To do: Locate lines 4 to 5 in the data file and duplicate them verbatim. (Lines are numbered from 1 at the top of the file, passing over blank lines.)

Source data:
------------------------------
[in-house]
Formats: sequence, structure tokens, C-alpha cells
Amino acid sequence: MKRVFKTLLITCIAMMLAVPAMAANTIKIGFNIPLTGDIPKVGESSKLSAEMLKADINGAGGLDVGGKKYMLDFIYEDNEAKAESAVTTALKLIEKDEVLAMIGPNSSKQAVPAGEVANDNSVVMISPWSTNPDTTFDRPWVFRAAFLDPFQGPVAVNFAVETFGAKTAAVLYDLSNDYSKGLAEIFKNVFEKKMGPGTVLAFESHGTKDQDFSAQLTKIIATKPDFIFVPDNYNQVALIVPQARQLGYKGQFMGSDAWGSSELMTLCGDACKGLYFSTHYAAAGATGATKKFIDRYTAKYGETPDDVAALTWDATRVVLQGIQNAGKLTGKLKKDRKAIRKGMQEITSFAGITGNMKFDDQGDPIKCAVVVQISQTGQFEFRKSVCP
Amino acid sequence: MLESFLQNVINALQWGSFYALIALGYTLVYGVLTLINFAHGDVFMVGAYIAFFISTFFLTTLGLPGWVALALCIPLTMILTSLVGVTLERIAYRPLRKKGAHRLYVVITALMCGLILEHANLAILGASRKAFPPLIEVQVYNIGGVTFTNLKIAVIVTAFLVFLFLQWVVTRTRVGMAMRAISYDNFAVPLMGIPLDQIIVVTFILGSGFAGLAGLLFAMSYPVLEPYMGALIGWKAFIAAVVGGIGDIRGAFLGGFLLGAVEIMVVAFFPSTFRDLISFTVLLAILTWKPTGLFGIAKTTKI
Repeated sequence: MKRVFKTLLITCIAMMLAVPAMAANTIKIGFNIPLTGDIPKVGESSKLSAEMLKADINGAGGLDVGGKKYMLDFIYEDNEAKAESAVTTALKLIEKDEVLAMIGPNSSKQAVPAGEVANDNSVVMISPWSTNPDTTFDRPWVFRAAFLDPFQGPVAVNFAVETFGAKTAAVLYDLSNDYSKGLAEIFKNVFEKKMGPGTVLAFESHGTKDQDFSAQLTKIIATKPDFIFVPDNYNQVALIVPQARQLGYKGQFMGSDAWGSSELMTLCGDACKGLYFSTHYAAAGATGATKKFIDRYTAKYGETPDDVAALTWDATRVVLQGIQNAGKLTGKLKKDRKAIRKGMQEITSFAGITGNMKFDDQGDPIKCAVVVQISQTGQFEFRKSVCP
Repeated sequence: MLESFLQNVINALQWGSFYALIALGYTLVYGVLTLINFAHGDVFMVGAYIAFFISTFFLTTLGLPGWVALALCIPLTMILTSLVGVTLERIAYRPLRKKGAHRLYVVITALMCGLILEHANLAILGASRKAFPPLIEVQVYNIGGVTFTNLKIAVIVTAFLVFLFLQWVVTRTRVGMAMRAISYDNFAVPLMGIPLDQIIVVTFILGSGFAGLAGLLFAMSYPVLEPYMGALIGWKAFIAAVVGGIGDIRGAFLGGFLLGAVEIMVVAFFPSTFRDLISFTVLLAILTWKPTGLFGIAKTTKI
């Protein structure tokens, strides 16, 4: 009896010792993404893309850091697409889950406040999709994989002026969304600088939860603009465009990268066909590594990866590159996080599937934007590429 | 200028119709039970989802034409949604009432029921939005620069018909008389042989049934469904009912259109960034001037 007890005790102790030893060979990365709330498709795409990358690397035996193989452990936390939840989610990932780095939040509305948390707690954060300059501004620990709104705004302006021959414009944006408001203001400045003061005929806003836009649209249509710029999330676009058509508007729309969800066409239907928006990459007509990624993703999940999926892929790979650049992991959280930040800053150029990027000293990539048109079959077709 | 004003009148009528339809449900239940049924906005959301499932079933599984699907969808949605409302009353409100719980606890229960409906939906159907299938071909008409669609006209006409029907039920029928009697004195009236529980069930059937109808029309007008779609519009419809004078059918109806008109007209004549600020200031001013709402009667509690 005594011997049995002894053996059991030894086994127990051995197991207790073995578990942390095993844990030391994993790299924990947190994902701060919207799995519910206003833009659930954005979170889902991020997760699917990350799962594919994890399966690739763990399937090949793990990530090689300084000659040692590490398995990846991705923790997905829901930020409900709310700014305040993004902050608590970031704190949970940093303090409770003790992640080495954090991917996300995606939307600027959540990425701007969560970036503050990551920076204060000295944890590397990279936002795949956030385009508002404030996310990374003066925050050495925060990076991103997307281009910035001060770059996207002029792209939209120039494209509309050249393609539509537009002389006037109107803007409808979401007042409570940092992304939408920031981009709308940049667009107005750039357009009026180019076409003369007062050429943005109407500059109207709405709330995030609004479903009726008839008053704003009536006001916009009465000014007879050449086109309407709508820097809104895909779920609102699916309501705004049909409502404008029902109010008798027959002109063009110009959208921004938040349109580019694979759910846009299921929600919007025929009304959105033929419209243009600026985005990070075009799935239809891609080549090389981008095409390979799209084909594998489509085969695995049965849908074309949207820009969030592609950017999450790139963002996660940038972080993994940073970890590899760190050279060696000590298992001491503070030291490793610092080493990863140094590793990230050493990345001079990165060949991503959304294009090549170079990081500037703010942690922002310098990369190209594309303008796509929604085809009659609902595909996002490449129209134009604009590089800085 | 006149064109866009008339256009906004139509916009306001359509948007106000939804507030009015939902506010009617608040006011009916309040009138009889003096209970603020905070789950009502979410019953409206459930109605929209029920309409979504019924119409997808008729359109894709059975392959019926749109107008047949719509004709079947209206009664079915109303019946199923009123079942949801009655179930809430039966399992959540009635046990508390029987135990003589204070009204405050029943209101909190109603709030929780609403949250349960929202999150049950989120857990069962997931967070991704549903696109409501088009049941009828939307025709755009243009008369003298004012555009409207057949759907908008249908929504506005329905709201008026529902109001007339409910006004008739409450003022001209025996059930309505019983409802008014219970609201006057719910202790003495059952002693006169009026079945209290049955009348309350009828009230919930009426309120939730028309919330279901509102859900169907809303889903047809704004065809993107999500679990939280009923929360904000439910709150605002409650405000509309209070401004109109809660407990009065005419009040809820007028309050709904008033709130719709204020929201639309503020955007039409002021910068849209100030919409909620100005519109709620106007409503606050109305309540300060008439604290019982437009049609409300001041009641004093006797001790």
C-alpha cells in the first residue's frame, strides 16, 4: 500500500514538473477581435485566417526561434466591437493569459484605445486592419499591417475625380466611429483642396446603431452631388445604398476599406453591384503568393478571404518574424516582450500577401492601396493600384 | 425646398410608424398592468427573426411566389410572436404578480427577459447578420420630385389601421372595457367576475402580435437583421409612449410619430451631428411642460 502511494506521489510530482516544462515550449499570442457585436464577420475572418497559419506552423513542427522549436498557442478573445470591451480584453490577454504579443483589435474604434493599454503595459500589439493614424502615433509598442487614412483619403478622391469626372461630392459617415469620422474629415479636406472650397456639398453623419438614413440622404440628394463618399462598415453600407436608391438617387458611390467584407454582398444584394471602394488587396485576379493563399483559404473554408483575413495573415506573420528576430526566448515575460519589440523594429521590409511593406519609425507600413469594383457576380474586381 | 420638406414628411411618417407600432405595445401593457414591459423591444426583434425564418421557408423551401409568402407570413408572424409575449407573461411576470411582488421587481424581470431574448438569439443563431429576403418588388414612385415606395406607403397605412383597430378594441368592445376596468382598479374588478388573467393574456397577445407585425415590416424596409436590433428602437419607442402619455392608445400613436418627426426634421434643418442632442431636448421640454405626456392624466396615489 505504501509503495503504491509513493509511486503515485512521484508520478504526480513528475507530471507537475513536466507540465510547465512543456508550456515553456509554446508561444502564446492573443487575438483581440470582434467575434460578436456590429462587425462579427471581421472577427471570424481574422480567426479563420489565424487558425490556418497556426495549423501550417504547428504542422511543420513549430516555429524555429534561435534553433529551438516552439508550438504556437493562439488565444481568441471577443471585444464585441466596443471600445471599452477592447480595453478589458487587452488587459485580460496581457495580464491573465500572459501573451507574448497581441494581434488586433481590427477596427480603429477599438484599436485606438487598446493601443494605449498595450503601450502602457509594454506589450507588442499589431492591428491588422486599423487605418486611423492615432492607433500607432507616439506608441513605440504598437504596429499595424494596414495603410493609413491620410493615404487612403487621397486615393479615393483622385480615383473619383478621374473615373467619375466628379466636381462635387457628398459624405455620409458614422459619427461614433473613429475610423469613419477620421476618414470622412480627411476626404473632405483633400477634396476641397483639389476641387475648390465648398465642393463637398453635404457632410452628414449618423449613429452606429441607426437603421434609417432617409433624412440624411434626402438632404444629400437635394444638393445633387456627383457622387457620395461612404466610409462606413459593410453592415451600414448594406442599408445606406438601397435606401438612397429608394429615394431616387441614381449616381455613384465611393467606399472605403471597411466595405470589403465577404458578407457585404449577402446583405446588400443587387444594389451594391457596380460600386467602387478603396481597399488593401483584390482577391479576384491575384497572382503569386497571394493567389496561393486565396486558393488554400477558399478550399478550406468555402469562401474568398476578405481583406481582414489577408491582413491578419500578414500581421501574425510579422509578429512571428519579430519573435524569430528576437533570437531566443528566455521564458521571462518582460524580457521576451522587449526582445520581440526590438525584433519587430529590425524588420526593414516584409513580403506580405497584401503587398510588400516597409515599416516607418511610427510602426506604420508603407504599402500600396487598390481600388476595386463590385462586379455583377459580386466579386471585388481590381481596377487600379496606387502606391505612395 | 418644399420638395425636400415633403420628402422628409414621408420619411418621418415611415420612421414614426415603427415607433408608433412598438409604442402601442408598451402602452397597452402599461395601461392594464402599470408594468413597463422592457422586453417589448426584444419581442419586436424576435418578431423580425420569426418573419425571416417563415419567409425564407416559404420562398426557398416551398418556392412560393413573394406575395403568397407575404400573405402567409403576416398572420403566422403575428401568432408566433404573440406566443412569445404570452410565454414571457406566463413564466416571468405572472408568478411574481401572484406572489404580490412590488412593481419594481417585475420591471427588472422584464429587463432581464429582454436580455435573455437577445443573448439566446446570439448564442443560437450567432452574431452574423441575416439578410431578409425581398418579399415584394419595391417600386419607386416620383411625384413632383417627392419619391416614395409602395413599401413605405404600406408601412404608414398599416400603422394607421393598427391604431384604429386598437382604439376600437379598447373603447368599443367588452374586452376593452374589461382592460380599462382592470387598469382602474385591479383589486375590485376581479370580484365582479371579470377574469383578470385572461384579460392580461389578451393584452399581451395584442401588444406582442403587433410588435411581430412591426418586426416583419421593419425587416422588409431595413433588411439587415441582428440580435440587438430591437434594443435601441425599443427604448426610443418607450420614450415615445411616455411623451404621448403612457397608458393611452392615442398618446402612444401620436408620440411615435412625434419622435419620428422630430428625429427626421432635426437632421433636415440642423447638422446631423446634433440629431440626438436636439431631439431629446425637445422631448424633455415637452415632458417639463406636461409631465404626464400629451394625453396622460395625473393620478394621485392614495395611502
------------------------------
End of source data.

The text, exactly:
Amino acid sequence: MLESFLQNVINALQWGSFYALIALGYTLVYGVLTLINFAHGDVFMVGAYIAFFISTFFLTTLGLPGWVALALCIPLTMILTSLVGVTLERIAYRPLRKKGAHRLYVVITALMCGLILEHANLAILGASRKAFPPLIEVQVYNIGGVTFTNLKIAVIVTAFLVFLFLQWVVTRTRVGMAMRAISYDNFAVPLMGIPLDQIIVVTFILGSGFAGLAGLLFAMSYPVLEPYMGALIGWKAFIAAVVGGIGDIRGAFLGGFLLGAVEIMVVAFFPSTFRDLISFTVLLAILTWKPTGLFGIAKTTKI
Repeated sequence: MKRVFKTLLITCIAMMLAVPAMAANTIKIGFNIPLTGDIPKVGESSKLSAEMLKADINGAGGLDVGGKKYMLDFIYEDNEAKAESAVTTALKLIEKDEVLAMIGPNSSKQAVPAGEVANDNSVVMISPWSTNPDTTFDRPWVFRAAFLDPFQGPVAVNFAVETFGAKTAAVLYDLSNDYSKGLAEIFKNVFEKKMGPGTVLAFESHGTKDQDFSAQLTKIIATKPDFIFVPDNYNQVALIVPQARQLGYKGQFMGSDAWGSSELMTLCGDACKGLYFSTHYAAAGATGATKKFIDRYTAKYGETPDDVAALTWDATRVVLQGIQNAGKLTGKLKKDRKAIRKGMQEITSFAGITGNMKFDDQGDPIKCAVVVQISQTGQFEFRKSVCP